The contradiction of depression


Let’s begin somewhere; depression. I’ve had it for about 15 years now. I first discovered it in school and it hasn’t left since. The reasons keep changing as I’ve gone older, but the episodes remain the same.

I decided to write something here ‘as a matter of fact’, because frankly, people don’t care if you write about your sorry life on Facebook.

 

Loneliness; something I’ve experienced early on as a young boy growing up. I wasn’t a popular student, so I made very little friends. I clung on to them tightly for as long as I could, but those few left as soon as I moved on to another phase in life; primary to secondary, secondary to poly and so forth. The revolving door of friends has made me into hermit at a young age, wandering out on my own, something I still do to this day.

Anger; another key ingredient of being depressed. Being the small boy that I was then in primary and secondary school , I was often the target of bullies. Naturally I was angry, but I was also angry at myself, because I couldn’t do anything about it. I would just take it brunt of it and at the end of the day, went home.

Fast forward to 2009, I experienced the most severe bout of depression just as I entered NS. It was severe enough that extreme thoughts did come to mind. But somehow in spite of this, something great came out of it; running. It gave me an identity, something I had never had before. So I took it and molded it, to become the person that stands before you now.

But here is where the contradiction seems to life; running is supposed to help remedy depression right? Then why hasn’t it?

It’s complicated. Though I’m ever thankful and what running has given to me, it hasn’t resolved many of the episodes that I’ve experienced. One moment I’m fine, the next, a train wreck; a contradiction. Running has always been the thing that keeps moving forward in my life, but somehow or another, it’s when I’m not running, that these episodes return.

So the question you would ask me now is, “Am I ok?”.

I’d answer you, “Yes. I have to.”

Because in the age of social media, nobody has time for a person who suffers from depression. Everyone expects you to be ‘ok’ and posting the right content on social media, it’s annoying sometimes. Likewise, social media keeps you in constant contact with people, but I don’t know why my conversations keep dying out. Maybe it’s just me and that I suck really badly at being social.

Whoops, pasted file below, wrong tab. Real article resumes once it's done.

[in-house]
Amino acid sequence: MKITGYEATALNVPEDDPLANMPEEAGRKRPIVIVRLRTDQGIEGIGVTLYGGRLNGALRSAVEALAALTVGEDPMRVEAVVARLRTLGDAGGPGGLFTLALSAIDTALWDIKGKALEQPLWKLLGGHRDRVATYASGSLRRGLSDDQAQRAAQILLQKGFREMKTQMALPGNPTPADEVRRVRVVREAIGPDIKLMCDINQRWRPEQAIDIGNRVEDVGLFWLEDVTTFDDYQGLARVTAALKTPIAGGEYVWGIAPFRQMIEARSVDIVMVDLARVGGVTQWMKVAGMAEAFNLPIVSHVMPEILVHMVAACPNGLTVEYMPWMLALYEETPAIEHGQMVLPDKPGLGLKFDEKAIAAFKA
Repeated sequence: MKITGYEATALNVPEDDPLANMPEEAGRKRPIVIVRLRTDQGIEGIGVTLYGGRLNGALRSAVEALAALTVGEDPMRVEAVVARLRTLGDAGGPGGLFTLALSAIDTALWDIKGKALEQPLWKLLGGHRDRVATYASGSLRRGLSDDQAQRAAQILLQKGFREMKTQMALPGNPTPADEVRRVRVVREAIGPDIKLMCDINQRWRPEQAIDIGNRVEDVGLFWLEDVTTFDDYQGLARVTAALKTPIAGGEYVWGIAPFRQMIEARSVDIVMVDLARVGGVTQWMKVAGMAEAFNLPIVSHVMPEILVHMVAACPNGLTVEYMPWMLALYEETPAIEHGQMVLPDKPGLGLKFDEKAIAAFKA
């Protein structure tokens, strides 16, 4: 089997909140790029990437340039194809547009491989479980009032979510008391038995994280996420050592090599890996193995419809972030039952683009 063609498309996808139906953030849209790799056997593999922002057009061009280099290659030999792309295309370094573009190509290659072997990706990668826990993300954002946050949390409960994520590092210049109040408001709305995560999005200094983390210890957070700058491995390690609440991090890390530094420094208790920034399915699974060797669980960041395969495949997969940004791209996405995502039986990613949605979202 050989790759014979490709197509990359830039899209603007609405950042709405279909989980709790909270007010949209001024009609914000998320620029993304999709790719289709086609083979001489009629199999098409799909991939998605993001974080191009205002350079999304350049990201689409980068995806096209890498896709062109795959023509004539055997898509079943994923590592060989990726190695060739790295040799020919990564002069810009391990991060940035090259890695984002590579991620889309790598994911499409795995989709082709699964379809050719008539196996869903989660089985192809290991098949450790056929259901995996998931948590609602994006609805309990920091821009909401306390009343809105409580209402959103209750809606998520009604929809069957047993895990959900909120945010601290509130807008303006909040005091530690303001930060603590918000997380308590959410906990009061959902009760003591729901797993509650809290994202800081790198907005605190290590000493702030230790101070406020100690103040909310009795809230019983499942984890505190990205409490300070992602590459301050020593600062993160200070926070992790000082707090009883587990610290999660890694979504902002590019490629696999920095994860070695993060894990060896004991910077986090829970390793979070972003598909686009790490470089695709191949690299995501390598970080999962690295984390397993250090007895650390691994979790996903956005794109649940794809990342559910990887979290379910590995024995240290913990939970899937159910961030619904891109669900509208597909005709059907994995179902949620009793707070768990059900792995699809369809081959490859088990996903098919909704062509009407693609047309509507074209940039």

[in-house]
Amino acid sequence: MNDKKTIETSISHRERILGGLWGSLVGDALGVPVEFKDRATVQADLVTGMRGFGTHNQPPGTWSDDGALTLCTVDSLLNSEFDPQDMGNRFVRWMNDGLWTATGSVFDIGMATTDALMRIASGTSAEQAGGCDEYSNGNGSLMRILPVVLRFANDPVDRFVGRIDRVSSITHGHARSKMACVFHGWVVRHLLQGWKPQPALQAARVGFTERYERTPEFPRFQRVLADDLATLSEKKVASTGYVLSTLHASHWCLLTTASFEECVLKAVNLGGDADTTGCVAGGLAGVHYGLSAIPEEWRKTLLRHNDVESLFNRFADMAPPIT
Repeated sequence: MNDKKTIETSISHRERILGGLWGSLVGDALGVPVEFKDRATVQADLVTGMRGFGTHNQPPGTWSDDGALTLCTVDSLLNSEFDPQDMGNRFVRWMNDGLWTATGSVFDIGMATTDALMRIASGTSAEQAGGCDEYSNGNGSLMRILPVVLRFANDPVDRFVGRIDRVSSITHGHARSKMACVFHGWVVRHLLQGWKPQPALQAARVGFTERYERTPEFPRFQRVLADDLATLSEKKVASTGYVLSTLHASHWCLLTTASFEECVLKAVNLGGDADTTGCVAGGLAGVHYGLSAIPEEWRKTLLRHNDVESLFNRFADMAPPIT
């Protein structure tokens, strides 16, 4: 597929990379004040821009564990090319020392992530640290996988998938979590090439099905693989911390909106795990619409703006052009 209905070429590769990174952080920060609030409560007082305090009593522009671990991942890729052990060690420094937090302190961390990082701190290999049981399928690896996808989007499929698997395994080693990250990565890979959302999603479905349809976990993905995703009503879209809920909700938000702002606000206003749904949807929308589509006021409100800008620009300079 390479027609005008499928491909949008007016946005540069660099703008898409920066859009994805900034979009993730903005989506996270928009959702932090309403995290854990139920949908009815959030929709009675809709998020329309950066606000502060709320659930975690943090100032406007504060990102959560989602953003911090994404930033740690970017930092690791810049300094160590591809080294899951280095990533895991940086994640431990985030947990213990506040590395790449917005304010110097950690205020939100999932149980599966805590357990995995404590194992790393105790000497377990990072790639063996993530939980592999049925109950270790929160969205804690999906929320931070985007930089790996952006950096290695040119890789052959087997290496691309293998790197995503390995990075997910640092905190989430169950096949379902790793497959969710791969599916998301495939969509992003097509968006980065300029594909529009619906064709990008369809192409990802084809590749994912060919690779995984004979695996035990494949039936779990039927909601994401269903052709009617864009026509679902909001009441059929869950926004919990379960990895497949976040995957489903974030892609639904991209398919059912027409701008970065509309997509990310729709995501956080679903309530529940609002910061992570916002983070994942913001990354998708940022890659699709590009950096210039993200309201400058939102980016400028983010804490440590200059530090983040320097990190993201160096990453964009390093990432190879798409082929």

I’m sorry if this may have turned out to be a rant, but I’m only just one person who seems to having an issue with his life. I’m sure you have your own. I guess I’m scared one day I will crack again, this time for good.

The title of this post was inspired by an article here about Rob Krar. After having watch his video, I can fully relate to what he says about depression. 

1 comment

Add yours
  1. 1
    Rui

    People who care try and they try hard, sometimes I tell them that they helped and I smile to say that I am feeling better, but the truth is I do not want anyone to feel down when they realize that they cannot help. I have been struggling with both OCD and depression for a very long time, and it did not get better as years passed, I have seen psychiatrists and taken medications, it is not cheap and ironically it became an additional source of stress for me as I felt that I am nothing but a burden to my family. The feelings are complex and at times paradoxical; a mixture of sudden unexplained bouts of sadness, helplessness, lack of motivation and occasional apathy. I can’t help you as I am still trying hard to figure it out myself but I suspect that for me at least, the solution is not found on others but within myself, I never really had the luxury of friends, I find social interactions to be emotionally draining and exhausting, I can never talk about my problems with my parents either, my father because despite his best intentions he cannot understand and my mother behaves like a religious shark that smells blood with her asking me to find Jesus back when I needed her most, so I have always needed to deal with it myself, sometimes I try to cry to make myself feel better but I simply can’t, it often leads to much more destructive emotions and requires no small effort to keep it in check.

    Life is hard, it may get better, it will also get a lot worse, but I still believe that there are moments in life, no matter how fleeting are worth suffering and living for, they are like buoys on the sea for the man who no longer has the strength to stay afloat in a storm that refuses to go away. I know that our struggles are different and there is nothing I can say to actually make you feel better, but know that you are not alone in this and that each day that you live makes you stronger than the person you are yesterday. This is a journey that you cannot train and prepare for, maybe if you are really lucky you might find people along the way to run with you, but each step you take is your own and a victory itself.

Leave a Reply